The Pilgrim's progress: from this world to that which is yet to come: delivered under the similtude of a dream
The Dalai Lama often states in his books that its best to stay with the religion of your parents if you can. For me, even as a confirmed and baptised Christian, Christianity hasn't been an option since i was 13.
At one point in my patchwork religious history, i used to go to a Hare Krisna temple.
My mother isn't Jewish, and i've never converted so that wasn't on the cards.
I work in death metal and heavy metal, so hatred of all religions and faiths is always an option. And i like Black metal, so Satanism is an option too.
Hell, i have a lot of options.
I've even taken part in a pagan naming ceremony on Stone Henge courtesy of my brother and sister in law, so i could go with the ancient tradition of the British or i could just ignore it all.
Truth is however, that i'm interested in it all, i'm fascinated by religion and rituals, and i've grown to think that a place where people have faith is a special place irrespective or religion.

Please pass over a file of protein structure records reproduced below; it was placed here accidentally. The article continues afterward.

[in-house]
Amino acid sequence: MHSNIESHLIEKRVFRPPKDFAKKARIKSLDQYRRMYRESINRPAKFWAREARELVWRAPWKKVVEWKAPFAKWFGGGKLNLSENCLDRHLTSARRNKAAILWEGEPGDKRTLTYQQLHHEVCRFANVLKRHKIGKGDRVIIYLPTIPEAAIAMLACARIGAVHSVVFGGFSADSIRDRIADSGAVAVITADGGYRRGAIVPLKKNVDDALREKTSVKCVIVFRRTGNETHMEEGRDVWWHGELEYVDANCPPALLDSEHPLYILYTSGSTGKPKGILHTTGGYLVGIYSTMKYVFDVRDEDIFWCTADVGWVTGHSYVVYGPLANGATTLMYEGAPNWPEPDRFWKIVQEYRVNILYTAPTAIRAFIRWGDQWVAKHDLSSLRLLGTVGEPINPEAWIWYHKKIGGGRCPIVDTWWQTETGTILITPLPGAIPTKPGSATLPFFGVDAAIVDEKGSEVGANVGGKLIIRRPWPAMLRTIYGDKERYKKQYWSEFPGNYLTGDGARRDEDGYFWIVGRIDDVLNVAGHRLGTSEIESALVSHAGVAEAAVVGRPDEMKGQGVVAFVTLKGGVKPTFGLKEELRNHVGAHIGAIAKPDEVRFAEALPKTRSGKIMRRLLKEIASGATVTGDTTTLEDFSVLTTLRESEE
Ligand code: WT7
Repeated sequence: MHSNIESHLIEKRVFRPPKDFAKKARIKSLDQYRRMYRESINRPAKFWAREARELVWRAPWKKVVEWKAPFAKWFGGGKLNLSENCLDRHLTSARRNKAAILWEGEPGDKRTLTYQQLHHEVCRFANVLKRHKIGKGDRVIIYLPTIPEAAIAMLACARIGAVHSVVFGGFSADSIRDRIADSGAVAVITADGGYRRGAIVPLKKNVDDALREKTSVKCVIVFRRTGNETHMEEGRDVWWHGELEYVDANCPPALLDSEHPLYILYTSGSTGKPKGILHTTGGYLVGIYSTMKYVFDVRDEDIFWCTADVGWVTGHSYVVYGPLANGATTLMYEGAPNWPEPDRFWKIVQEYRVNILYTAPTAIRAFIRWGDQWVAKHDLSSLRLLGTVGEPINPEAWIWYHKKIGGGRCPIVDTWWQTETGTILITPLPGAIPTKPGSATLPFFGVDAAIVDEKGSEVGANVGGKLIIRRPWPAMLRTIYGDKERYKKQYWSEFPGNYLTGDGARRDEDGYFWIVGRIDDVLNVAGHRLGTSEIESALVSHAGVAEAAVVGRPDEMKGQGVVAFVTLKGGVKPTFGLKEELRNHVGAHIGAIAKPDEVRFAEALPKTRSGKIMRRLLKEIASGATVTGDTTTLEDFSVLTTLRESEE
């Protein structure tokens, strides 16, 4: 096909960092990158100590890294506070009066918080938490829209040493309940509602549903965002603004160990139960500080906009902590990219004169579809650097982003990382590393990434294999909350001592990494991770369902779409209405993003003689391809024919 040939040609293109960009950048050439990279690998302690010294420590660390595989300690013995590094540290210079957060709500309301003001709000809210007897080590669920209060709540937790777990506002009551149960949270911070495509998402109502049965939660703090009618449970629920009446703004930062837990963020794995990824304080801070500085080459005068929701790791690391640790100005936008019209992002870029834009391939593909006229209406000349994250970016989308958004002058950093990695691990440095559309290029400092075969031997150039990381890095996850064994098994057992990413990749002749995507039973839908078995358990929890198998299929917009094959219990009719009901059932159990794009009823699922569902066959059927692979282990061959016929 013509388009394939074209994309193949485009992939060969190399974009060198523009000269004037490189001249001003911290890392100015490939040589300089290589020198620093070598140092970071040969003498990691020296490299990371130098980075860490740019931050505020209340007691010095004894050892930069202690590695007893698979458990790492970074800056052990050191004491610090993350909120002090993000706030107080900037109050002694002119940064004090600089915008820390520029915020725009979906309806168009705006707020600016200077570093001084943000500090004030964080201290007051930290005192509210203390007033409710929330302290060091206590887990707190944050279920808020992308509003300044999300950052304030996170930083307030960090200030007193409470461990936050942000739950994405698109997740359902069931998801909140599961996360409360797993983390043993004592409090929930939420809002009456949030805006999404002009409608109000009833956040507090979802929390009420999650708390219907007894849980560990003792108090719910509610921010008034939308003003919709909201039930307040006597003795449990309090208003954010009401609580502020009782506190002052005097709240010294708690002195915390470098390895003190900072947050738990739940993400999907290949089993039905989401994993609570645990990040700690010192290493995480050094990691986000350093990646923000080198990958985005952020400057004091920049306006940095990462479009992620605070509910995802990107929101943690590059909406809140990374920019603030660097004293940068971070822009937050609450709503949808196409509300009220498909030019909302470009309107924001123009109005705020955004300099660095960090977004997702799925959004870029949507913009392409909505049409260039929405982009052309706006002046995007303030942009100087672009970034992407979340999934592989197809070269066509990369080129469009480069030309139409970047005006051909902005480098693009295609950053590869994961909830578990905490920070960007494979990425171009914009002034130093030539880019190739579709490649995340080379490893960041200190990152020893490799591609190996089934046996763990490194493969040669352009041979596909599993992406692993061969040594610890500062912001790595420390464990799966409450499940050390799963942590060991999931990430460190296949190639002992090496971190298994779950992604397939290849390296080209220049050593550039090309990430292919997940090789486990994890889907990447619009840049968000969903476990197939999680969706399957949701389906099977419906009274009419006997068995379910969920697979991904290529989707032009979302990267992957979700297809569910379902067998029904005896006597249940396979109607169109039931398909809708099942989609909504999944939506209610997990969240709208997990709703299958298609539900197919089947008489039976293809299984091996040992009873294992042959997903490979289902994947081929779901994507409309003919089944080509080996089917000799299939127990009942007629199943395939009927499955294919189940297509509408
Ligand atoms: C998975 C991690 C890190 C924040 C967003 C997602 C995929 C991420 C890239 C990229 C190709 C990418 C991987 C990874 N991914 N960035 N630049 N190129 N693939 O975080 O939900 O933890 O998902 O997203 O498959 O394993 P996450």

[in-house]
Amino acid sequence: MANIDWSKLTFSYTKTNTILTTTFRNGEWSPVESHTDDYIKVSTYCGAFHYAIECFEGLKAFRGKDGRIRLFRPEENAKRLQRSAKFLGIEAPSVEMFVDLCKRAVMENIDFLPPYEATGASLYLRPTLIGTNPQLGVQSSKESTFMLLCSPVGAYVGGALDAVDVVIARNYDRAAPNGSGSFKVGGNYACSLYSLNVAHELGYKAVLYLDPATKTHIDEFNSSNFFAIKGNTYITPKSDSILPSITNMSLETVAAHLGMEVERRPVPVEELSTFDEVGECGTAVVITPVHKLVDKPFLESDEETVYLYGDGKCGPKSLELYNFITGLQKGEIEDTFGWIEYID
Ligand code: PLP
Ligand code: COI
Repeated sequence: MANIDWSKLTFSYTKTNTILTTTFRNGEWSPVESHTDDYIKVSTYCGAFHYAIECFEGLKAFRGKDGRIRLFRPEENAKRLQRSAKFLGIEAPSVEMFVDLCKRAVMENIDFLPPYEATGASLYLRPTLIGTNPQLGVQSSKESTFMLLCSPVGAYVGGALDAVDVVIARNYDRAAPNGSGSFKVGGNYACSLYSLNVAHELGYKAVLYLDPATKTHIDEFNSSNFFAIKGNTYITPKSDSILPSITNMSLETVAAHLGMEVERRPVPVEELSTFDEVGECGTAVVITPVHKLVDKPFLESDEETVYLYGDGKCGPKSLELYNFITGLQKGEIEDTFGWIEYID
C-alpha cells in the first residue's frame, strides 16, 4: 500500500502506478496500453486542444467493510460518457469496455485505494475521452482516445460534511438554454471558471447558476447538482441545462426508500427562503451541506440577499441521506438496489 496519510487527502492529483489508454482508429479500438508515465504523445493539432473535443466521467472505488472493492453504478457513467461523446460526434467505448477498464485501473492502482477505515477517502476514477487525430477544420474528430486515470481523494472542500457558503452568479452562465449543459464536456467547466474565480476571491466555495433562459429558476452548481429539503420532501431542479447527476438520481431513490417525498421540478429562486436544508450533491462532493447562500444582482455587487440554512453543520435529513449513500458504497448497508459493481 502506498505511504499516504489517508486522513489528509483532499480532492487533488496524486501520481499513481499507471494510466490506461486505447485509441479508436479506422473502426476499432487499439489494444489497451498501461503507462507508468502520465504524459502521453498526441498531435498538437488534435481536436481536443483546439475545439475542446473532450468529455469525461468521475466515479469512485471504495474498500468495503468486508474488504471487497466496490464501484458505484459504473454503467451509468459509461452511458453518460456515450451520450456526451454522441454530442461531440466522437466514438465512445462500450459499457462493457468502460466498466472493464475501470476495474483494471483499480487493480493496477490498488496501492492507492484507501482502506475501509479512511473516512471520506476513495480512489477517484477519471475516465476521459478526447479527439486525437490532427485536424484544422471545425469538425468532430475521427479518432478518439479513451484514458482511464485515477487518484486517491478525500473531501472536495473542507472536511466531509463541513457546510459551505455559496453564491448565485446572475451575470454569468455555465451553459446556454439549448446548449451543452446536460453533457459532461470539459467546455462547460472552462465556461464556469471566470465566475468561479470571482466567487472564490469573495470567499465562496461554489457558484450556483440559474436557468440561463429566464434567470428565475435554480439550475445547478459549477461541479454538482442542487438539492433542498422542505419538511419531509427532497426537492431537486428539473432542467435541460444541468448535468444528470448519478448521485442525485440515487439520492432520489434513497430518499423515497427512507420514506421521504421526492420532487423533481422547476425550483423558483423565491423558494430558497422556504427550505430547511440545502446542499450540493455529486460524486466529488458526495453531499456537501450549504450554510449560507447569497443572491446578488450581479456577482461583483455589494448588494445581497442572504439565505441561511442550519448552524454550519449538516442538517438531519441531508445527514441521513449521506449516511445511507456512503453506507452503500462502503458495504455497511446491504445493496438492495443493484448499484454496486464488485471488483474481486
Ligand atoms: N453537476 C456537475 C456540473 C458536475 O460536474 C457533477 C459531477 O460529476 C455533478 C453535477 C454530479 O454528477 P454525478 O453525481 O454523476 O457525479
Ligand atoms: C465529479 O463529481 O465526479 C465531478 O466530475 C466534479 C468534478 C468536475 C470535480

I dont think people who have faith are weak or stupid, which is a common misconception here in the west. You dont have to blindly follow a religion to believe in better things...
But a pilgrimage doesnt mean i've chosen a religion to follow or i'm compliant in all teachings. Although in many ways i'm on a Buddhist path. After all Buddha taught that all his teachings should be questions anyway.
In religion and spirituality, a pilgrimage is a long journey or search of great moral significance.
Buddhism normally offers four sites of pilgrimage: the Buddha's birthplace at Lumbini, the site where he attained Enlightenment at Bodh Gaya, where he first preached at Sarnath, and where he achieved Parinirvana at Kusinagara.
None of these places were where i was aiming at althought we nearly ended up going to Lumbini when we thought our Tibetan visas wouldn't come though. I wanted to get to Tibet which was, and is for me a place of great moral significance.
So along the road to Lhasa, i saw what Tibet could have been when i saw Bhutan, i gave up meat (because it was also convinient) and i travelled by plane. So i guess the hardship wasn't at all great. I stayed in hotels, i didn't go it alone maybe this wasn't much of a pilgrimage?
But i had wanted to get to Tibet for so long, even my Mum had wanted to get to Tibet since she read 'Seven years in Tibet' - i had read books, watched films, been to teachings by the Dalai Lama, listened to monks tell stories about the occupation. I was certainly very interested, and i made it my goal to be in Lhasa for my 29th birthday, which i was - past the visa trouble, the tummy trouble, the dog trouble, the mortal coil trouble, the insurrection trouble, on the 9th October 2009 i woke up in Lhasa.
And when i went up to the roof of the hotel, look what i saw: